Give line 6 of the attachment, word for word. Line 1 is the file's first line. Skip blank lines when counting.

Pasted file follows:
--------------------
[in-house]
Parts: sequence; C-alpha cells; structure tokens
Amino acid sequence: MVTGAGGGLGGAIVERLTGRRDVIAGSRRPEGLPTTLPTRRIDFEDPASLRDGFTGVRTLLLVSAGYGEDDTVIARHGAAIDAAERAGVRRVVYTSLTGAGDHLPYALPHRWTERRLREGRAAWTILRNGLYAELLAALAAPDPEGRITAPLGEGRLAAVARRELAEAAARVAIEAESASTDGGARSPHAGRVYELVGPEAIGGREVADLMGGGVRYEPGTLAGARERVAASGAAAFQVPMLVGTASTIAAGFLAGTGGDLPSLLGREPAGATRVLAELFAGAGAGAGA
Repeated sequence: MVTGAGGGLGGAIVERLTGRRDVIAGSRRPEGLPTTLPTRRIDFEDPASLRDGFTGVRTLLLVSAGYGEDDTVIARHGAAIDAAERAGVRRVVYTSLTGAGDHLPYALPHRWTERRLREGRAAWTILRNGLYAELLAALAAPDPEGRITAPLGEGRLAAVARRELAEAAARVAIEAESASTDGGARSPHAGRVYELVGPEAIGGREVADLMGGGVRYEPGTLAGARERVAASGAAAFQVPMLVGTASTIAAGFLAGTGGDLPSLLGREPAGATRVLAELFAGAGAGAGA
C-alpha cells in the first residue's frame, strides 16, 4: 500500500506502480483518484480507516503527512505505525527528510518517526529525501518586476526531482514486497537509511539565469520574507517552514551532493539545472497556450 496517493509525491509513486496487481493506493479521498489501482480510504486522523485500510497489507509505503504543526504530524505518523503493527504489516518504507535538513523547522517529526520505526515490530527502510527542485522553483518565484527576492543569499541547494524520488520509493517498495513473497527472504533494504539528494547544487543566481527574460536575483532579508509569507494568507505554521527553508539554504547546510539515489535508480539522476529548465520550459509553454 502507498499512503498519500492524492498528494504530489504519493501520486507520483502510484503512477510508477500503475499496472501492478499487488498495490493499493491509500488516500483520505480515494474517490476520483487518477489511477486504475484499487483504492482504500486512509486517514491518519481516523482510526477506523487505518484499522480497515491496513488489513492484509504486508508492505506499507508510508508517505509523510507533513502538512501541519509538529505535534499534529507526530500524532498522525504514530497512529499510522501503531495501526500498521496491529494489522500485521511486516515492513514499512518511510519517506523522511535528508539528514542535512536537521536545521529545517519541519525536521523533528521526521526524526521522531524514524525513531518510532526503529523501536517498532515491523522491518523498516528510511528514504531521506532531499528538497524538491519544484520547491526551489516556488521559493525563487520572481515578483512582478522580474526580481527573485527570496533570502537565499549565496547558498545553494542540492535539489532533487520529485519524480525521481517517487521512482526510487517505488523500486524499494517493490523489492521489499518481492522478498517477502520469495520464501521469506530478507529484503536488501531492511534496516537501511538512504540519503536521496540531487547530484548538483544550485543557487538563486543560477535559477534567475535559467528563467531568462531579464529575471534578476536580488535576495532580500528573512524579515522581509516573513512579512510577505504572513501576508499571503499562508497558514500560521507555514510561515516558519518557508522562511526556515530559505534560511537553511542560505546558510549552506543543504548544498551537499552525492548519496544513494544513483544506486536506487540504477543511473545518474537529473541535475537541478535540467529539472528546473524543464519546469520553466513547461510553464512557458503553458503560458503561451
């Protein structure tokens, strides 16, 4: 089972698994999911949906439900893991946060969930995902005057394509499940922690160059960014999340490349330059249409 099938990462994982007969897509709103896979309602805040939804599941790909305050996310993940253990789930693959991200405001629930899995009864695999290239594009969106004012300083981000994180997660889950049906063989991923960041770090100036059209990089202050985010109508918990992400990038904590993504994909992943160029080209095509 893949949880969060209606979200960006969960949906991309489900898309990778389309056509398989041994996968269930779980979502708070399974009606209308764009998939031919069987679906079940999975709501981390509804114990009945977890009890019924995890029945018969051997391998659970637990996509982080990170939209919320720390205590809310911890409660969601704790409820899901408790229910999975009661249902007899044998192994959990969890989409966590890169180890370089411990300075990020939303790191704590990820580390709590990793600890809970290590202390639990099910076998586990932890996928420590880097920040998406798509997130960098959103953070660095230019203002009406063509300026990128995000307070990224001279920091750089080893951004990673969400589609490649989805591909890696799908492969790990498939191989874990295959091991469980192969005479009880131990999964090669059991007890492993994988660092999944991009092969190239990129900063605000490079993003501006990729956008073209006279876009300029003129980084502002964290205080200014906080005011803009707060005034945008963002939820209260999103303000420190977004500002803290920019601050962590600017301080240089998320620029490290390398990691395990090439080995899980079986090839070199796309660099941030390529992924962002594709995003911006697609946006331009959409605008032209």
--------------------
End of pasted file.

């Protein structure tokens, strides 16, 4: 089972698994999911949906439900893991946060969930995902005057394509499940922690160059960014999340490349330059249409 099938990462994982007969897509709103896979309602805040939804599941790909305050996310993940253990789930693959991200405001629930899995009864695999290239594009969106004012300083981000994180997660889950049906063989991923960041770090100036059209990089202050985010109508918990992400990038904590993504994909992943160029080209095509 893949949880969060209606979200960006969960949906991309489900898309990778389309056509398989041994996968269930779980979502708070399974009606209308764009998939031919069987679906079940999975709501981390509804114990009945977890009890019924995890029945018969051997391998659970637990996509982080990170939209919320720390205590809310911890409660969601704790409820899901408790229910999975009661249902007899044998192994959990969890989409966590890169180890370089411990300075990020939303790191704590990820580390709590990793600890809970290590202390639990099910076998586990932890996928420590880097920040998406798509997130960098959103953070660095230019203002009406063509300026990128995000307070990224001279920091750089080893951004990673969400589609490649989805591909890696799908492969790990498939191989874990295959091991469980192969005479009880131990999964090669059991007890492993994988660092999944991009092969190239990129900063605000490079993003501006990729956008073209006279876009300029003129980084502002964290205080200014906080005011803009707060005034945008963002939820209260999103303000420190977004500002803290920019601050962590600017301080240089998320620029490290390398990691395990090439080995899980079986090839070199796309660099941030390529992924962002594709995003911006697609946006331009959409605008032209």